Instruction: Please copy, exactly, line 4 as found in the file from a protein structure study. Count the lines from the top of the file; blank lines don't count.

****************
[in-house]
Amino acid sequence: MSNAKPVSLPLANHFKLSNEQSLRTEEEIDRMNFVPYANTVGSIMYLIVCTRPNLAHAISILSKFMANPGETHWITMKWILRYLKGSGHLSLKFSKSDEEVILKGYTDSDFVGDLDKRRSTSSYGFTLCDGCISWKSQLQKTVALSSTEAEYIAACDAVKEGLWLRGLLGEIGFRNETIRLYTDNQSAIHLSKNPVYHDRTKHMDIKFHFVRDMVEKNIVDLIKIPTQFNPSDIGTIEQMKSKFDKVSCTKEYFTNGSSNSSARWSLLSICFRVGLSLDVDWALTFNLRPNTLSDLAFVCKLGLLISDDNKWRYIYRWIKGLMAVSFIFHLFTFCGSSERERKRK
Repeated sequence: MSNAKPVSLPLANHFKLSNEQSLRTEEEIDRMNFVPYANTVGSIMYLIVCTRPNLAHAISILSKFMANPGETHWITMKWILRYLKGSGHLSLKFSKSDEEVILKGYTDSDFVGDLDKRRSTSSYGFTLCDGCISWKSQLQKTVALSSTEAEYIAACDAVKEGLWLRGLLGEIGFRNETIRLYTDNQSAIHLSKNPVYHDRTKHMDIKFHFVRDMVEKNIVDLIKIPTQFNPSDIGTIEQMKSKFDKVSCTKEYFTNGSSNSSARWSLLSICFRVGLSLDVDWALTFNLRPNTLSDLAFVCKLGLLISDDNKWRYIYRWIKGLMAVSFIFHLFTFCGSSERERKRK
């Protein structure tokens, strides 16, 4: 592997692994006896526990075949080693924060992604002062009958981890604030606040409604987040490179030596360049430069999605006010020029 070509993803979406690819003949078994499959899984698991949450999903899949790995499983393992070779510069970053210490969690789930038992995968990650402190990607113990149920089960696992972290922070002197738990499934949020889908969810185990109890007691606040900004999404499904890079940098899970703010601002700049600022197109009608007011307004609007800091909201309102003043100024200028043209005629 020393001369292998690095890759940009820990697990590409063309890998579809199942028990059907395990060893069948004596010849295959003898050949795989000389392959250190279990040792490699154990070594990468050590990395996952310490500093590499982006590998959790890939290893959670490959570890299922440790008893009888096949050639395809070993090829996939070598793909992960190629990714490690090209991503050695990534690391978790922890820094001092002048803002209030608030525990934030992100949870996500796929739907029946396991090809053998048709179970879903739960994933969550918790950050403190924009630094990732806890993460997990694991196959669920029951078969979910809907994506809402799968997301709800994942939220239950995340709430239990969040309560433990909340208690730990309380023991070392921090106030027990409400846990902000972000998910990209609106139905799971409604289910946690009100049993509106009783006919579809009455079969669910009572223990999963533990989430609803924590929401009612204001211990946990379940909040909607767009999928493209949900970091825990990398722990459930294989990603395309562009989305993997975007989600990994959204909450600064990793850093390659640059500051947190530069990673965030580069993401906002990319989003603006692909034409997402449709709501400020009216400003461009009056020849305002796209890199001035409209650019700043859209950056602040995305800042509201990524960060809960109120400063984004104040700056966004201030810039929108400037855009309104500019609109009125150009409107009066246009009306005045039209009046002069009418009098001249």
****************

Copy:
């Protein structure tokens, strides 16, 4: 592997692994006896526990075949080693924060992604002062009958981890604030606040409604987040490179030596360049430069999605006010020029 070509993803979406690819003949078994499959899984698991949450999903899949790995499983393992070779510069970053210490969690789930038992995968990650402190990607113990149920089960696992972290922070002197738990499934949020889908969810185990109890007691606040900004999404499904890079940098899970703010601002700049600022197109009608007011307004609007800091909201309102003043100024200028043209005629 020393001369292998690095890759940009820990697990590409063309890998579809199942028990059907395990060893069948004596010849295959003898050949795989000389392959250190279990040792490699154990070594990468050590990395996952310490500093590499982006590998959790890939290893959670490959570890299922440790008893009888096949050639395809070993090829996939070598793909992960190629990714490690090209991503050695990534690391978790922890820094001092002048803002209030608030525990934030992100949870996500796929739907029946396991090809053998048709179970879903739960994933969550918790950050403190924009630094990732806890993460997990694991196959669920029951078969979910809907994506809402799968997301709800994942939220239950995340709430239990969040309560433990909340208690730990309380023991070392921090106030027990409400846990902000972000998910990209609106139905799971409604289910946690009100049993509106009783006919579809009455079969669910009572223990999963533990989430609803924590929401009612204001211990946990379940909040909607767009999928493209949900970091825990990398722990459930294989990603395309562009989305993997975007989600990994959204909450600064990793850093390659640059500051947190530069990673965030580069993401906002990319989003603006692909034409997402449709709501400020009216400003461009009056020849305002796209890199001035409209650019700043859209950056602040995305800042509201990524960060809960109120400063984004104040700056966004201030810039929108400037855009309104500019609109009125150009409107009066246009009306005045039209009046002069009418009098001249």